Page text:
The 2013 NFL Supplemental Draft is coming up on Thursday, which means that you will learn a lot more about a handful of fringe prospects than anyone should ever really know. The doldrums of NFL news in July means football fans clamor for what they can get. And that means a lot of attention on guys who will most likely never impact a meaningful game of football ever again.
That said, it's hard to forget the value Josh Gordon, a Supplemental Draft pick himself, provided on the field for the Cleveland Browns just last year. On the flip side, most players eligible for the Supplemental Draft are there for a reason -- whether academic issues, behavioral issues and so on.
This year's crop of six players includes one man some might say is the best of the bunch: Purdue wide receiver O.J. Ross. Ross was the top returning receiver for the Boilermakers coming into 2012, and he finished with 56 catches for 454 yards and 2 touchdowns. He was also suspended by the team midseason for violating team rules. He's praised for his speed but his decision-making could use some attention.
In short, he's the perfect Supplemental Draft prospect.
Of 6 players in @NFL supp draft, Purdue WR O.J. Ross is best, but he's small and won't likely get drafted. Not a good group.— Gil Brandt (@Gil_Brandt) July 8, 2013
So should the Chiefs even consider the possibility? It's hard to tell with a fringe prospect like Ross, so we asked SB Nation's resident Purdue expert Travis Miller, the editor of Hammer and Rails, to find out more.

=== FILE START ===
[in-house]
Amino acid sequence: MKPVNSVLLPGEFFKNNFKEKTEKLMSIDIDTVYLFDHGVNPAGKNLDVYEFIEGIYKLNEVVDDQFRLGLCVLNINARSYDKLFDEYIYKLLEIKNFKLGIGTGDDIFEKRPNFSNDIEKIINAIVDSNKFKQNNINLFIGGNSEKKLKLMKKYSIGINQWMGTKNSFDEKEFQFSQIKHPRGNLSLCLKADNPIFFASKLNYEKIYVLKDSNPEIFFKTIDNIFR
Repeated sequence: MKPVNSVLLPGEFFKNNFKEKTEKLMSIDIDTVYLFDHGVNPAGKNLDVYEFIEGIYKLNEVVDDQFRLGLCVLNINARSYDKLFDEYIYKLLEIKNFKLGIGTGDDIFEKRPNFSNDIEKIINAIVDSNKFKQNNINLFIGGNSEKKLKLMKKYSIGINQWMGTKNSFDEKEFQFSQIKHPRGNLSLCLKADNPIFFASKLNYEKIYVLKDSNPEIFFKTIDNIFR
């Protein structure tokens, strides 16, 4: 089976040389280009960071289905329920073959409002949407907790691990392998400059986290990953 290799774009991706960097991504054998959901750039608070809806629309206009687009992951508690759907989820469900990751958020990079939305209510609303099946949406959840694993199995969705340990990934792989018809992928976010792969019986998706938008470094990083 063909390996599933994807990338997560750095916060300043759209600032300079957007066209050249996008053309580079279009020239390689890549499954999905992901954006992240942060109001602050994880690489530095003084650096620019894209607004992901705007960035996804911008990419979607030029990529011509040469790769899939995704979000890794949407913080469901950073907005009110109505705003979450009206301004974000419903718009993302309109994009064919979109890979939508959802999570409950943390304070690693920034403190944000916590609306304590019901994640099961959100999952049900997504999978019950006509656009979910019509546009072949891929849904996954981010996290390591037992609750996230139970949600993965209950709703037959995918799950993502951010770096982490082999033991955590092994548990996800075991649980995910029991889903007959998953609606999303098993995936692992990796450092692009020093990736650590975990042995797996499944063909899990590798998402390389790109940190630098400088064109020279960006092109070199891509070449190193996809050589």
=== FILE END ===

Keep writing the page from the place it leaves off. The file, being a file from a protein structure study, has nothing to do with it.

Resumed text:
What sort of specific value would Ross bring to the field? Also any S/T abilities?
"Ross was a kick returner very early in his career, gaining 277 yards on 12 returns, but he was never outstanding there. He was not the primary returner then and was later passed by Raheem Mostert and Akeem Hunt for those duties, who each had a return for a touchdown in addition to other big returns. I suppose he could make his mark there, but he struggled to do that at Purdue."
"Honestly, Ross' tenure was a bit of a disappointment during his Purdue career. We rarely get 4-star recruits and he came in as one that had a lot of hype, but HS teammate Ricardo Allen, who came with him, always gave better results and has become the better pro prospect. Ross had multiple off field issues and was never overwhelming great when he did play. At best he was a steady college receiver, but part of that could have stemmed from an offense that never seemingly had any plan in place."
Is there any reason to believe Ross could settle down in terms of maturity?
"At this point I would say no. He missed most of a training camp because he had a child born down in Florida and dealt with that. He was suspended for academics for the Little Caesar's Bowl after the 2011 season and his most recent suspension, which ended his Purdue tenure, was simply the latest incident for him. If he hasn't gotten it by now I don't think he ever will."
If you had to bottom line it in terms of whether or not Ross was worth the fuss for an NFL team...
"I don't think so, not when his Purdue tenure was underwhelming. He is not a good blocker as a downfield receiver, he wasn't a technical expert in terms of route-running, and while he had good speed for the college game, it was far from elite level speed. I don't think there is anything that really stands out about him that makes me think he would be a good pro."
Thanks to Travis at Hammer and Rails for answering our questions!